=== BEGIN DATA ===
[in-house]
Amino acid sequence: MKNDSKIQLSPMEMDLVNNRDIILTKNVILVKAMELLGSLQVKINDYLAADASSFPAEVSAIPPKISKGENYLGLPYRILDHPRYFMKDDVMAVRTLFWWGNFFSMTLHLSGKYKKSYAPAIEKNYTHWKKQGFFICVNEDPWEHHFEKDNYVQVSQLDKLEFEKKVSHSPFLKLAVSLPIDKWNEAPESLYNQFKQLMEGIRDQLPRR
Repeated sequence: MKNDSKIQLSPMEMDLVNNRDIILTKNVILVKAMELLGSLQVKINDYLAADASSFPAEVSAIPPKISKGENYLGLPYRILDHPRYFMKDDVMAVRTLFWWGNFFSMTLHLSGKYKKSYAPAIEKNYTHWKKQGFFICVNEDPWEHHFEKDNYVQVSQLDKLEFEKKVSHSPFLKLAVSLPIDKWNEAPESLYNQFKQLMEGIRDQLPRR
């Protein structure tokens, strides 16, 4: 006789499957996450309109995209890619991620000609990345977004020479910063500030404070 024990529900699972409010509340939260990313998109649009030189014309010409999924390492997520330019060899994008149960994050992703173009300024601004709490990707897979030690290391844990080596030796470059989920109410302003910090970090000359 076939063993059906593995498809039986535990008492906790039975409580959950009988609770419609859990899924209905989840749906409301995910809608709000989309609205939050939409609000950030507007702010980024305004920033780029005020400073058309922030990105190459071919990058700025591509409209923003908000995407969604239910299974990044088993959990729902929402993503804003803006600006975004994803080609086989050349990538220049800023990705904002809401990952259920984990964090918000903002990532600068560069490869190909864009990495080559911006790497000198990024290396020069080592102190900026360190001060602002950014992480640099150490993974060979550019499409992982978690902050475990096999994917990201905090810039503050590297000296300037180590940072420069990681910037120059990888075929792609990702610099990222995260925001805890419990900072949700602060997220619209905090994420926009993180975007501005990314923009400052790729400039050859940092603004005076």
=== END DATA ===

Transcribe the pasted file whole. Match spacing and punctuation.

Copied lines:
[in-house]
Amino acid sequence: MKNDSKIQLSPMEMDLVNNRDIILTKNVILVKAMELLGSLQVKINDYLAADASSFPAEVSAIPPKISKGENYLGLPYRILDHPRYFMKDDVMAVRTLFWWGNFFSMTLHLSGKYKKSYAPAIEKNYTHWKKQGFFICVNEDPWEHHFEKDNYVQVSQLDKLEFEKKVSHSPFLKLAVSLPIDKWNEAPESLYNQFKQLMEGIRDQLPRR
Repeated sequence: MKNDSKIQLSPMEMDLVNNRDIILTKNVILVKAMELLGSLQVKINDYLAADASSFPAEVSAIPPKISKGENYLGLPYRILDHPRYFMKDDVMAVRTLFWWGNFFSMTLHLSGKYKKSYAPAIEKNYTHWKKQGFFICVNEDPWEHHFEKDNYVQVSQLDKLEFEKKVSHSPFLKLAVSLPIDKWNEAPESLYNQFKQLMEGIRDQLPRR
């Protein structure tokens, strides 16, 4: 006789499957996450309109995209890619991620000609990345977004020479910063500030404070 024990529900699972409010509340939260990313998109649009030189014309010409999924390492997520330019060899994008149960994050992703173009300024601004709490990707897979030690290391844990080596030796470059989920109410302003910090970090000359 076939063993059906593995498809039986535990008492906790039975409580959950009988609770419609859990899924209905989840749906409301995910809608709000989309609205939050939409609000950030507007702010980024305004920033780029005020400073058309922030990105190459071919990058700025591509409209923003908000995407969604239910299974990044088993959990729902929402993503804003803006600006975004994803080609086989050349990538220049800023990705904002809401990952259920984990964090918000903002990532600068560069490869190909864009990495080559911006790497000198990024290396020069080592102190900026360190001060602002950014992480640099150490993974060979550019499409992982978690902050475990096999994917990201905090810039503050590297000296300037180590940072420069990681910037120059990888075929792609990702610099990222995260925001805890419990900072949700602060997220619209905090994420926009993180975007501005990314923009400052790729400039050859940092603004005076």